What Parents Can Do To Ensure School Success

If there were a vitamin that parents could give to their children that would ensure success in school, it would fly off the shelves. More than ever, successful completion of high school, as well as vocational training or college to follow, are essential for adult independence. Poor grades often indicate weak motivation or learning issues that justifiably concern college admission offices and future employers.

School success starts at home, and it starts with reading aloud to infants, toddlers, and children, a practice directly linked to success in school and in life in any number of research studies. Children also need to see their parents doing leisure reading Families who routinely sit and eat dinner together and talk about what’s happening in their lives set the stage for student success.. When you don’t just ask “How was school?” but “What did you learn in science today?” and really listen to the answer, you teach your child that her schooling matters to you, which will incline her to make it matter to her.

The data from a recent study on helicopter parents tells us that intervening in day-in and day-out classroom doings simply doesn’t yield the desired results. Parents who call teachers to protest a pop quiz, or to question a grade or to “explain” a situation don’t produce success for their child. In fact, they are likely to be creating passivity and resentment (“learned helplessness”) in the child, without intending to do so. Helping your child from home is what your child needs, but diddling with the dials at school is not. Certainly, attending any and all school-scheduled teacher conferences, parent events, creating quiet time and space for homework and reading, demonstrating steady interest in your child’s school day are the contributions parents can make which will lead to a positive difference over time.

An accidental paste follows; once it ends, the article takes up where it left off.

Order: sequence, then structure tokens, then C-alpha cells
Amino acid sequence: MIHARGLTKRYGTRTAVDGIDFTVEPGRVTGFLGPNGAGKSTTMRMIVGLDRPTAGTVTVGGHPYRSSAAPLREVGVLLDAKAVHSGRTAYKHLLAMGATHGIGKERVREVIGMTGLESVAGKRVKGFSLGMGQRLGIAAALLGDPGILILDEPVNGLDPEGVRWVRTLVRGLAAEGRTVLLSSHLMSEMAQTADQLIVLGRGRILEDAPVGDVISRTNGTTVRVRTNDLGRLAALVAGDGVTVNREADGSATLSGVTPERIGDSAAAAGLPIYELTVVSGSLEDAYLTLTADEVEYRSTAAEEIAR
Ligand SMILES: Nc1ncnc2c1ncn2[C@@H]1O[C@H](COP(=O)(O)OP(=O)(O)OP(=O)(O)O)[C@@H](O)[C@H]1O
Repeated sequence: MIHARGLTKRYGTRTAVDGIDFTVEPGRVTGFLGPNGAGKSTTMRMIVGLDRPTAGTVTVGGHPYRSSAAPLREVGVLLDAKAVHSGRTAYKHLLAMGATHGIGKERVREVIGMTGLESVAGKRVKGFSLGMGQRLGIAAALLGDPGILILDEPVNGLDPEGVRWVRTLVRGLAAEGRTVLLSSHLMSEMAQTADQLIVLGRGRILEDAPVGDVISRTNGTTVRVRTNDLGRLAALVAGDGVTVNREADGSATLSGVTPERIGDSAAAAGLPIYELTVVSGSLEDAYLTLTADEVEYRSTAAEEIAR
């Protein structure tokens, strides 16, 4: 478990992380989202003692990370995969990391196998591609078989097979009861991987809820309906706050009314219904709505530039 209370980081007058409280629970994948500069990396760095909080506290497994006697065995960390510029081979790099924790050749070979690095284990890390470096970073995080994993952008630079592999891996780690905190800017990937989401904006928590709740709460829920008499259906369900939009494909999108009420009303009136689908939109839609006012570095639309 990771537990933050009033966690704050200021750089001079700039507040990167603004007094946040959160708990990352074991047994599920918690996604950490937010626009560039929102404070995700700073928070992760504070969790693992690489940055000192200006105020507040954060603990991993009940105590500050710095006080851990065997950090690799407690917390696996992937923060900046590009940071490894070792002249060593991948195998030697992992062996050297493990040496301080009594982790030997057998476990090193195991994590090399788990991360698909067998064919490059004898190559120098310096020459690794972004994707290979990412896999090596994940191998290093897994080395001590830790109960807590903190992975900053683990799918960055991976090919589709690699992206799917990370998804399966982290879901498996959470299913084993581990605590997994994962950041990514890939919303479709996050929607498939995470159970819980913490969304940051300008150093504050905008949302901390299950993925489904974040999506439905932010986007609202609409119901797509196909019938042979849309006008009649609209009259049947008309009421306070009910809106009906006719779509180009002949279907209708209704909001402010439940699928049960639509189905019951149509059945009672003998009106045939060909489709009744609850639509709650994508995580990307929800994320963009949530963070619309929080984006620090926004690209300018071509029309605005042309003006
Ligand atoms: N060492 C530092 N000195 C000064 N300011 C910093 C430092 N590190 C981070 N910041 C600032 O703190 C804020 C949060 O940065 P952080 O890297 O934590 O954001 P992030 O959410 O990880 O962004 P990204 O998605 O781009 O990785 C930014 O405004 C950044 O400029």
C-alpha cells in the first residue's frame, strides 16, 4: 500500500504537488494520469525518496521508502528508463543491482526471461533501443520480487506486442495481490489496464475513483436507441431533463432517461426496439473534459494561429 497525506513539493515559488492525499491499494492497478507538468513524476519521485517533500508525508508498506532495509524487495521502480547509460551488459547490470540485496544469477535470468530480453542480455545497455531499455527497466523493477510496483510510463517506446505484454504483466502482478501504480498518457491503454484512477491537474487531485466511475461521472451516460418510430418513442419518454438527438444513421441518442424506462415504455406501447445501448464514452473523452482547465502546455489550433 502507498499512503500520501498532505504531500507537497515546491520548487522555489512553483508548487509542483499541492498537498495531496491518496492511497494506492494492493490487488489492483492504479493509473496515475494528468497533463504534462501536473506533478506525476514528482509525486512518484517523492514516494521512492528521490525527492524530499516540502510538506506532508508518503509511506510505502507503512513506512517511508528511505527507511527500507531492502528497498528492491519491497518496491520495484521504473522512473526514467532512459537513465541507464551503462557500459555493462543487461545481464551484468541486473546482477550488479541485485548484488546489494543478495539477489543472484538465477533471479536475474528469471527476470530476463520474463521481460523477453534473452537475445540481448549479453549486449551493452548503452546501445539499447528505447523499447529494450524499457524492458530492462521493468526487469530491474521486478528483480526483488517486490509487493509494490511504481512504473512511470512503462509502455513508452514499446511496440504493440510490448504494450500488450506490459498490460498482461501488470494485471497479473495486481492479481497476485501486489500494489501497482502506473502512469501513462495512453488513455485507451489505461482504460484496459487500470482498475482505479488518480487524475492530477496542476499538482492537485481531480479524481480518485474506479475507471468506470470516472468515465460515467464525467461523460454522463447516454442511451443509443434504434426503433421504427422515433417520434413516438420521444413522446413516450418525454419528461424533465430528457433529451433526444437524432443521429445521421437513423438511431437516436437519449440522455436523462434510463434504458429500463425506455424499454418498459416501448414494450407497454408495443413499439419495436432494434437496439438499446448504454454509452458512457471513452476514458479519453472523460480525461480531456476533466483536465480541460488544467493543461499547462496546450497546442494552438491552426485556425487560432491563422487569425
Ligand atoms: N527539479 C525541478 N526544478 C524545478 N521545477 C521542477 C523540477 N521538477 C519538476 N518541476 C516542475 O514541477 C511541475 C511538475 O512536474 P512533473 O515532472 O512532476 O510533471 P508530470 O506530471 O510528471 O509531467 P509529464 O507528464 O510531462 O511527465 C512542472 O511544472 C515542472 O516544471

If your child forgets his lunch or lunch money at home, don’t run it into him at school. He won’t forget it again after either being a bit hungry or having to beg leftovers from friends. When your child complains that his teacher was “mean” to him at school, don’t take the bait: respond with, “What did you do to make Ms. Smith angry with you?”

Of course there are the instances when a parent needs to get involved: persistent peer bullying, poor progress, a sudden drop in grades, negative feelings about school. These are indications of potentially serious problems, and parents are well within their rights to request a prompt teacher conference to move towards a solution. Finding a well-qualified tutor outside of school is often a lifesaver when a child is struggling in a class.

Seek experiences that will extend a child’s frame of reference and develop her independence. Summer camps, starting with day camps, are important opportunities for learning and independence in a fun and social setting. Lessons in whatever interests your child, as well as out of school sports are also opportunities for learning.

Video games, cell phones, and tv are the junk food of a child’s intellectual nutrition, so the wise parent will restrict intake!


Sarah C. Reese


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